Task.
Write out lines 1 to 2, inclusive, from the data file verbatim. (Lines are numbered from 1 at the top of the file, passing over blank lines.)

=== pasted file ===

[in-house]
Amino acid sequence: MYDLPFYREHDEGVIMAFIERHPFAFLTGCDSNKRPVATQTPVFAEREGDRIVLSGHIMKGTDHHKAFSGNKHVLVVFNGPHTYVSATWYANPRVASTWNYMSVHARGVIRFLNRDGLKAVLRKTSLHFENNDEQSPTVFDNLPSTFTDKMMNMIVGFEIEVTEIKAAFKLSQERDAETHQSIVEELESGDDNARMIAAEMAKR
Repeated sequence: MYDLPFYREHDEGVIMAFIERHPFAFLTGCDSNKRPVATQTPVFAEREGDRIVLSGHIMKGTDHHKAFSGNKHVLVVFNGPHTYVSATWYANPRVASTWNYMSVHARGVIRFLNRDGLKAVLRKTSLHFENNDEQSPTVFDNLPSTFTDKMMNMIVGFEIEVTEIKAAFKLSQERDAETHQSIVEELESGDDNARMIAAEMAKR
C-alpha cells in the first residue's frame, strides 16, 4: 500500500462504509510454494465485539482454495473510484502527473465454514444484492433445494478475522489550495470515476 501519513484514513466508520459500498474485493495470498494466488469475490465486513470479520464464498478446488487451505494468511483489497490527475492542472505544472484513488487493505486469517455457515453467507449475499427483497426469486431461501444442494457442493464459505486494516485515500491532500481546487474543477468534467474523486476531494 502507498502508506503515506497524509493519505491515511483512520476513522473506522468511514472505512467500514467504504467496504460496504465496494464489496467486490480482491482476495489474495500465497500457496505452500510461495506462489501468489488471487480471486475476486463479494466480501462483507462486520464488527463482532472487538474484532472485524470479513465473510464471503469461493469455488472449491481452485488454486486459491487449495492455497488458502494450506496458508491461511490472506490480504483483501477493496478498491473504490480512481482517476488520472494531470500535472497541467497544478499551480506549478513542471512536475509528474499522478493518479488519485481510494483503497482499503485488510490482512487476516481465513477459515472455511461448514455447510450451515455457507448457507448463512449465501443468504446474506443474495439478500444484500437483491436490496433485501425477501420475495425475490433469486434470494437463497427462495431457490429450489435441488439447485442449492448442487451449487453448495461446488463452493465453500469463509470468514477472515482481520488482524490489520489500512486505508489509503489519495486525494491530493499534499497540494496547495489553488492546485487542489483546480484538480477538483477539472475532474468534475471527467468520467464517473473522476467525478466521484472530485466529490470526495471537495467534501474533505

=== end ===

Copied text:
[in-house]
Amino acid sequence: MYDLPFYREHDEGVIMAFIERHPFAFLTGCDSNKRPVATQTPVFAEREGDRIVLSGHIMKGTDHHKAFSGNKHVLVVFNGPHTYVSATWYANPRVASTWNYMSVHARGVIRFLNRDGLKAVLRKTSLHFENNDEQSPTVFDNLPSTFTDKMMNMIVGFEIEVTEIKAAFKLSQERDAETHQSIVEELESGDDNARMIAAEMAKR